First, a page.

ORDER AT THE END OF LIFE: ESTABLISHING A CLEAR AND FAIR MECHANISM FOR THE RESOLUTION OF FUTILITY DISPUTES
Posted Apr 15 2010 7:10am
Ashley Bassel has a timely student note [ PDF here ] in the latest issue of the Vanderbilt Law Review titled "ORDER AT THE END OF LIFE: ESTABLISHING A CLEAR AND FAIR MECHANISM FOR THE RESOLUTION OF FUTILITY DISPUTES." Here is the introduction:
On January 22, 2008, Ruben Betancourt was admitted to TrinitasRegionalMedicalCenter in New Jersey for surgery for malignant thymoma, a cancer of the thymus gland (a small organ underneath the breastbone). [FN1] Following surgery, the patient developed brain damage due to lack of oxygen and, as a result, lapsed into unconsciousness. [FN2] For the next five months, Mr. Betancourt was admitted to various medical facilities and readmitted finally to Trinitas in July 2008 for renal failure. [FN3] For six more months, the unconscious patient remained in the hospital on an artificial ventilator, receiving renal dialysis and nutrition through tube feeding. [FN4]
*493 The medical staff at Trinitas determined that Mr. Betancourt was in an unresponsive, irreversible vegetative state and that further treatment would be futile. [FN5] As such, they recommended to the patient's family that life-sustaining treatment be discontinued. [FN6] The family disputed the hospital's findings, claiming that the patient responded to certain stimuli. [FN7] Namely, they insisted that the patient recoiled when approached by medical providers, responded by opening his eyes, and turned his head in response to certain voices. [FN8] The family further described Mr. Betancourt as a “strong willed person who would not give up,” thus leading them to believe that he would want to continue to receive treatment. As a result, the family insisted that the healthcare provider uphold this choice. [FN9] What should the healthcare provider do in this scenario? If disagreement persists, how should the surrogate decisionmaker respond?
The above example illustrates a futility dispute, which arises when a patient's surrogate decisionmaker wishes to prolong treatment that the healthcare provider has deemed medically ineffective. [FN10] A futility dispute differs from a traditional end-of-life dispute, in which the surrogate seeks to withhold or withdraw life-sustaining treatment while the physician believes that treatment should be continued. [FN11] In this context, the law recognizes a patient's constitutional and common law right to refuse treatment. [FN12] By contrast, a futility dispute, also known as a “reverse” end-of-life dispute, occurs when a patient or surrogate wants to compel a physician to provide treatment that the physician deems medically inappropriate. [FN13] Most futility disputes involve situations in which the treatment definitely or probably affords the patient some physiologic benefit but offers no reasonable prospect of recovery. [FN14] The fundamental disagreement of a medical futility dispute is whether to forgo life-sustaining treatment.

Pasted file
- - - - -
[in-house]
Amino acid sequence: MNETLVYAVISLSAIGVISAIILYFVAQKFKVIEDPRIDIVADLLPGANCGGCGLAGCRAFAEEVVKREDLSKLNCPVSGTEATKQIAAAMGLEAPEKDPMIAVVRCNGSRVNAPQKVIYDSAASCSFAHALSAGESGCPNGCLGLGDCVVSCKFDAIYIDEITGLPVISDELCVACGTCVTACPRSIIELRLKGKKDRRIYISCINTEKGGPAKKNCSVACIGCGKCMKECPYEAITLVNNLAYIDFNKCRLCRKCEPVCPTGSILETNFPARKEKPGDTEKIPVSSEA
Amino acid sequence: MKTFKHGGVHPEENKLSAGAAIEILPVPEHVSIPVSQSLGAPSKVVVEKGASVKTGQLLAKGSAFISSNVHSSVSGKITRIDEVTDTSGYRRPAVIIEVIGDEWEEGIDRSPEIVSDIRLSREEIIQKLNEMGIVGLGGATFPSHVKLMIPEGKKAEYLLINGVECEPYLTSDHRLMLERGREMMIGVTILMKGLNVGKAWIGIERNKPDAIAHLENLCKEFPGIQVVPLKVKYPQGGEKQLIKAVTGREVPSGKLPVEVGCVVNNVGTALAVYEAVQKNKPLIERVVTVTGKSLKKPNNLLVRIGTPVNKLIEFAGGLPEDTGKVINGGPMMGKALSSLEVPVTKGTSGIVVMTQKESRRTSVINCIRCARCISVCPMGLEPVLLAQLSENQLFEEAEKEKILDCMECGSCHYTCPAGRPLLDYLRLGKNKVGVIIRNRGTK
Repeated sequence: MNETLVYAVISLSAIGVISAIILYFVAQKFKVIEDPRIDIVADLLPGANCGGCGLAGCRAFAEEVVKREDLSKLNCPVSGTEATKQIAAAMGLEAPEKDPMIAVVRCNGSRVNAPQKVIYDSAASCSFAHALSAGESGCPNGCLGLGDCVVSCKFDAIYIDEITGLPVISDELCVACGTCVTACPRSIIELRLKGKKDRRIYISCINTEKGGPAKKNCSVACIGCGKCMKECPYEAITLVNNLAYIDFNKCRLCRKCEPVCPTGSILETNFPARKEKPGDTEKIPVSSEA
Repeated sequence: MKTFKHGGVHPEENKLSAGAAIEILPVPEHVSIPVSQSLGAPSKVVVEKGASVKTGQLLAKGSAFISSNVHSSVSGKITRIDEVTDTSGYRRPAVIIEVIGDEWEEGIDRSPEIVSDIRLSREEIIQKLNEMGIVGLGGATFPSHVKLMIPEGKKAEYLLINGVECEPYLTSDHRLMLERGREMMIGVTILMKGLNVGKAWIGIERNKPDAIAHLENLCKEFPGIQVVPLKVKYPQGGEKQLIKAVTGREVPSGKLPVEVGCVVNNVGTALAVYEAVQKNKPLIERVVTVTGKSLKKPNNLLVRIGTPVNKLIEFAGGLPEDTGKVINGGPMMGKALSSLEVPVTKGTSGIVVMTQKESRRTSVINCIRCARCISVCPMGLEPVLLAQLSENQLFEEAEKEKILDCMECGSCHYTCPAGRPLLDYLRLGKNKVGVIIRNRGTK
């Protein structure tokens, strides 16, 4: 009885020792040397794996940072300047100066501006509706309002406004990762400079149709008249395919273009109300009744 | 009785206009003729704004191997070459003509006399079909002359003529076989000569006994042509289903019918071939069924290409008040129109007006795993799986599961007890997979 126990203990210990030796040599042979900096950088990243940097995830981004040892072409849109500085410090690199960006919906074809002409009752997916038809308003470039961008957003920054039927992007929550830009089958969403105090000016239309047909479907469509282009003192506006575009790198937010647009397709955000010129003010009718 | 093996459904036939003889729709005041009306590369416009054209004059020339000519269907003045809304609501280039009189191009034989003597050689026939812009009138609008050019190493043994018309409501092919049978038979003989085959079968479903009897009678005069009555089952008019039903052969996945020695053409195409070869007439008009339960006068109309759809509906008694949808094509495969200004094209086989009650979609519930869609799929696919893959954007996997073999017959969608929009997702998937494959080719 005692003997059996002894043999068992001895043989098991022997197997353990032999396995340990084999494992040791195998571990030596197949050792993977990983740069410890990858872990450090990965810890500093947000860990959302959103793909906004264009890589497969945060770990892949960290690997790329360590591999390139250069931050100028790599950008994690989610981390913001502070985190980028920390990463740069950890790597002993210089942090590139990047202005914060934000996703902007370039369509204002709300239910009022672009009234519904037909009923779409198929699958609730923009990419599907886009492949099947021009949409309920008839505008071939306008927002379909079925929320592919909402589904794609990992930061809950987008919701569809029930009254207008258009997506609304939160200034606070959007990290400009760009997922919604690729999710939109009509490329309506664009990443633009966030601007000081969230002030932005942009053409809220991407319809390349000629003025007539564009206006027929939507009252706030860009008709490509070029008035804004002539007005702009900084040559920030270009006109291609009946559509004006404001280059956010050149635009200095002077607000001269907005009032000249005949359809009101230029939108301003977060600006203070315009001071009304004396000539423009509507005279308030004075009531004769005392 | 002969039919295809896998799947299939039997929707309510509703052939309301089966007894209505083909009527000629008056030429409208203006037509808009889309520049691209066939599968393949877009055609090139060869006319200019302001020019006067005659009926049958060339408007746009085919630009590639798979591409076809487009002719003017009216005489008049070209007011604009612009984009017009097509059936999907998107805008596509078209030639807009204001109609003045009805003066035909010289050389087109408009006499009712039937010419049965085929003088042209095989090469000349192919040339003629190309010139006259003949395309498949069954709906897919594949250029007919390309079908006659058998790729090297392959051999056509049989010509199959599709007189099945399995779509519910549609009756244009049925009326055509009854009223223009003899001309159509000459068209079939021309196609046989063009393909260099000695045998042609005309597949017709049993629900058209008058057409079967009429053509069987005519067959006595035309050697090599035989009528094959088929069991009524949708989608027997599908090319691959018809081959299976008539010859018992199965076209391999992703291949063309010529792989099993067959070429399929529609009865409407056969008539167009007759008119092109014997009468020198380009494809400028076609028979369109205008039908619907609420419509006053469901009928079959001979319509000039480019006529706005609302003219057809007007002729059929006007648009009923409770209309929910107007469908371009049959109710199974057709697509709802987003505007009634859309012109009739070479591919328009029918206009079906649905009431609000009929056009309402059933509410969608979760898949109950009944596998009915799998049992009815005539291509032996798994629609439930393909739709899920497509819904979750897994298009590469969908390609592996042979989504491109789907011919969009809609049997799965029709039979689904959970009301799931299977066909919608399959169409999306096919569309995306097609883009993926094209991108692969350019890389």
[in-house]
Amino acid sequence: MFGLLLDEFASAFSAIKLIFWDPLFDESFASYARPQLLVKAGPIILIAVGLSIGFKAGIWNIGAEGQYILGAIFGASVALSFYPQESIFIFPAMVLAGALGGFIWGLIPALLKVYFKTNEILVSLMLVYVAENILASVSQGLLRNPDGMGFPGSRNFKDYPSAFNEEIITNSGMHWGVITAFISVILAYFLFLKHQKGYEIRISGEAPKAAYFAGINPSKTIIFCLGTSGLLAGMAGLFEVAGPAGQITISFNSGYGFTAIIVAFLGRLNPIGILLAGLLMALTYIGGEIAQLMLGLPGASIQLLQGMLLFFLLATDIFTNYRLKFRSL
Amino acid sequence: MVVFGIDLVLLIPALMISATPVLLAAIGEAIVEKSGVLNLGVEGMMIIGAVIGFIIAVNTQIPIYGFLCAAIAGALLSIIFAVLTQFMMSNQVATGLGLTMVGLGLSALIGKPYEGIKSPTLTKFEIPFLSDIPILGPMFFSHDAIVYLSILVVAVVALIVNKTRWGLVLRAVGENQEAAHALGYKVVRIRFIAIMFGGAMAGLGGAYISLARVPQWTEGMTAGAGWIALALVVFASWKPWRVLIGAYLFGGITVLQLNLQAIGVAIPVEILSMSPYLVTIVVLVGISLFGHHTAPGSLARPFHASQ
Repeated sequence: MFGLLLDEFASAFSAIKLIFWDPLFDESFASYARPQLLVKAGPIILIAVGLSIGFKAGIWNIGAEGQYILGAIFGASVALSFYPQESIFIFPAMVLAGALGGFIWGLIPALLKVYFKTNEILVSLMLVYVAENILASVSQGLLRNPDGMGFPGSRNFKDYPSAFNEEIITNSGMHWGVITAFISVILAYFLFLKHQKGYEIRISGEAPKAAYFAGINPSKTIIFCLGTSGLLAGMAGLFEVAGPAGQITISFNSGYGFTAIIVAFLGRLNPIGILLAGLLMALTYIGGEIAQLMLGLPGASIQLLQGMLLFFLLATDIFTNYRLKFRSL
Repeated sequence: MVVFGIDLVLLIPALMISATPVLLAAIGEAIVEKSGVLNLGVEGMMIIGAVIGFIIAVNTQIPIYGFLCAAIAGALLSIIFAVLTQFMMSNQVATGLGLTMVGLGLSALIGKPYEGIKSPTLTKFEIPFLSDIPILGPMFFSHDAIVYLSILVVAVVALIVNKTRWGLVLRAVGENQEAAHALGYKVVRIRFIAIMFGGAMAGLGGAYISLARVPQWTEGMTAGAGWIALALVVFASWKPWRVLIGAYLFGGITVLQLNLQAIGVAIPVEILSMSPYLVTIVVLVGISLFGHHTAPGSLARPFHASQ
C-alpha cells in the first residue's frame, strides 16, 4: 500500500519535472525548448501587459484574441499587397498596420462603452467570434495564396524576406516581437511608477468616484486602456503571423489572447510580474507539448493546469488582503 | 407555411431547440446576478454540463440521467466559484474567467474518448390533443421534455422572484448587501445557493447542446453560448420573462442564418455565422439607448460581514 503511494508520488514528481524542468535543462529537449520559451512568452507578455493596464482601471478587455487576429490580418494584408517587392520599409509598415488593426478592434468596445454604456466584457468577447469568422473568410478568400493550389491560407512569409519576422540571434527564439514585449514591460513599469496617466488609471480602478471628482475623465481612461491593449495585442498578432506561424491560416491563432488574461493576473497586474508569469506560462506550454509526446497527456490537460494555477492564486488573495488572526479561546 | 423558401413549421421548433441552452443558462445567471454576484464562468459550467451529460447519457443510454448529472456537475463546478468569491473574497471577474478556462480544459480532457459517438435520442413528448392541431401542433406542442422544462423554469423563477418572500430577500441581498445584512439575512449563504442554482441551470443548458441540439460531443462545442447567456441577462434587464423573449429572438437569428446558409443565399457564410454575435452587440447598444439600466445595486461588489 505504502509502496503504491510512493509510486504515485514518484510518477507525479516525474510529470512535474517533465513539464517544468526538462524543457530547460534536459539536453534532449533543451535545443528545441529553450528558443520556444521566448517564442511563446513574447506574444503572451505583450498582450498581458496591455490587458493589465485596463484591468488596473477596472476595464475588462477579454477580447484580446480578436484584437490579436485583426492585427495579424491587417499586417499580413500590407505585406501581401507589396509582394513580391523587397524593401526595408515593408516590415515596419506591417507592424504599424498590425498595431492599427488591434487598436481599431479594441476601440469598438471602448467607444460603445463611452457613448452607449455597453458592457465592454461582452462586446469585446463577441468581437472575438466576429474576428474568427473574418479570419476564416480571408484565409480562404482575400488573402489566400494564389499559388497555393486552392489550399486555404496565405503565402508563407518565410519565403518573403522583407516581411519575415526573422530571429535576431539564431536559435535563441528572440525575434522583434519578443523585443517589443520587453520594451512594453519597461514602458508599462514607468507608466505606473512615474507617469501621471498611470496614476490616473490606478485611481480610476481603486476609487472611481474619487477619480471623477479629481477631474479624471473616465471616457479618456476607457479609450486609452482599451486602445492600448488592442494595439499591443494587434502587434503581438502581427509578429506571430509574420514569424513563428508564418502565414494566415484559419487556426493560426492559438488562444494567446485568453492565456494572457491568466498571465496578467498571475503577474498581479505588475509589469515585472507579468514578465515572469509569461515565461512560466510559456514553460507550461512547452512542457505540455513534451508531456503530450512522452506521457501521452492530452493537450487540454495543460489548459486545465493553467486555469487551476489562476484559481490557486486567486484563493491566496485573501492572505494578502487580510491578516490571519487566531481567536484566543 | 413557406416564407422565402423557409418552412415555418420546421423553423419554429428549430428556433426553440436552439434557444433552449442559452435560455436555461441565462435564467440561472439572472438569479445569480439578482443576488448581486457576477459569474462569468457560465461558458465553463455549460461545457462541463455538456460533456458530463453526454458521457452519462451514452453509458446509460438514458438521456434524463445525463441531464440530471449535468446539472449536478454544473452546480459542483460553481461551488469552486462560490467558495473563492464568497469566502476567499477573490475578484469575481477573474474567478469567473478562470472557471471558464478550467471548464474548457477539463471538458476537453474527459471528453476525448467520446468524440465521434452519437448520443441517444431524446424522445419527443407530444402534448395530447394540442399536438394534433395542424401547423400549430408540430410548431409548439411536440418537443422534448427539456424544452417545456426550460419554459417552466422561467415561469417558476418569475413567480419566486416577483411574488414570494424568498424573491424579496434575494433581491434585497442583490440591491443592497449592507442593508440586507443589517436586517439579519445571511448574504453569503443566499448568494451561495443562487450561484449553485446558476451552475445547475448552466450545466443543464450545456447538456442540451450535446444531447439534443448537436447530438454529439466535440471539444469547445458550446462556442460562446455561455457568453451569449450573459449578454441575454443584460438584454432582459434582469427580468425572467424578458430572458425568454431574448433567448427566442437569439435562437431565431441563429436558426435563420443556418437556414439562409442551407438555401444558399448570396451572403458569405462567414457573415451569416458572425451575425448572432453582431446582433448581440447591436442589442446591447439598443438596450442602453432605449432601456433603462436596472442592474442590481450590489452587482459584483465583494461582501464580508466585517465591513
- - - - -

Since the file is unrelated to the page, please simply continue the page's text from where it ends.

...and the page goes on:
*494 Even when life-sustaining treatment is withdrawn, physicians remain obligated by ethical [FN15] and legal standards of care [FN16] to continue palliative care, which relieves pain and helps comfort the patient. [FN17] Some states have even codified the requirement that palliative care be provided when life-sustaining treatment is withdrawn. [FN18] In addition to providing care to relieve pain and suffering, healthcare providers generally will make short-term accommodation of the surrogate's wishes in order to facilitate the grief process, to allow family members to say goodbye, and to respect the family's personal values. [FN19] Yet, surrogates often are not satisfied with a doctor's decision to provide these forms of care instead of life-sustaining treatment, resulting in a futility dispute. [FN20]
*495 Currently, no legal consensus exists regarding the proper resolution of futility disputes. [FN21] However, courts, commentators, and healthcare providers generally agree that the courtroom is not the appropriate venue to resolve these disputes. [FN22] The Betancourt futility dispute, in which the patient's daughter eventually initiated court proceedings to prevent the withdrawal of treatment, demonstrates this consensus. [FN23] In support of the position that treatment should be discontinued, several treating physicians testified that Mr. Betancourt was “actively dying,” that his body was “decomposing and often septic,” and that dialysis treatment was “medically and ethically inappropriate and inhumane.” [FN24] The physicians further explained that the patient's movements, which the family believed demonstrated Mr. Betancourt's responsiveness, were entirely reflexive. [FN25] Nonetheless, the court held that “the decision to continue or terminate life support systems is not left to the courts,” and instead appointed the plaintiff as the legal guardian and granted her request for injunctive relief to restrain the hospital from discontinuing treatment. [FN26]